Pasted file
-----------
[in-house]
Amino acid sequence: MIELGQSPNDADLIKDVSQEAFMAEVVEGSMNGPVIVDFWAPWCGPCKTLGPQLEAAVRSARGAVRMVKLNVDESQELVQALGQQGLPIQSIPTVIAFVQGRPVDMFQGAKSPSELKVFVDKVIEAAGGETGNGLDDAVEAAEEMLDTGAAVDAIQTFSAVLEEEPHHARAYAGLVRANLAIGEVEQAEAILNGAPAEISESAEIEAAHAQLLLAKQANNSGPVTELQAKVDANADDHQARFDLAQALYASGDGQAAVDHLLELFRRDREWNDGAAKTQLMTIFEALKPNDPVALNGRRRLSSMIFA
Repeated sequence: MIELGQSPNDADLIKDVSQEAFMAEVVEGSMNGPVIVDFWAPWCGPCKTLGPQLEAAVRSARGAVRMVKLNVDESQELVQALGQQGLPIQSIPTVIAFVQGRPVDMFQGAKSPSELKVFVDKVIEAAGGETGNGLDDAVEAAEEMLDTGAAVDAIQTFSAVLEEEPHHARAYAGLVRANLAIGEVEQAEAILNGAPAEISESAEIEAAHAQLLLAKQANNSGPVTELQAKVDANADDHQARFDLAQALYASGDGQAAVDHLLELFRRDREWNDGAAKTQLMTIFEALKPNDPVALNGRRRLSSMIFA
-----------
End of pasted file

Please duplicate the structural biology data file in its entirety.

[in-house]
Amino acid sequence: MIELGQSPNDADLIKDVSQEAFMAEVVEGSMNGPVIVDFWAPWCGPCKTLGPQLEAAVRSARGAVRMVKLNVDESQELVQALGQQGLPIQSIPTVIAFVQGRPVDMFQGAKSPSELKVFVDKVIEAAGGETGNGLDDAVEAAEEMLDTGAAVDAIQTFSAVLEEEPHHARAYAGLVRANLAIGEVEQAEAILNGAPAEISESAEIEAAHAQLLLAKQANNSGPVTELQAKVDANADDHQARFDLAQALYASGDGQAAVDHLLELFRRDREWNDGAAKTQLMTIFEALKPNDPVALNGRRRLSSMIFA
Repeated sequence: MIELGQSPNDADLIKDVSQEAFMAEVVEGSMNGPVIVDFWAPWCGPCKTLGPQLEAAVRSARGAVRMVKLNVDESQELVQALGQQGLPIQSIPTVIAFVQGRPVDMFQGAKSPSELKVFVDKVIEAAGGETGNGLDDAVEAAEEMLDTGAAVDAIQTFSAVLEEEPHHARAYAGLVRANLAIGEVEQAEAILNGAPAEISESAEIEAAHAQLLLAKQANNSGPVTELQAKVDANADDHQARFDLAQALYASGDGQAAVDHLLELFRRDREWNDGAAKTQLMTIFEALKPNDPVALNGRRRLSSMIFA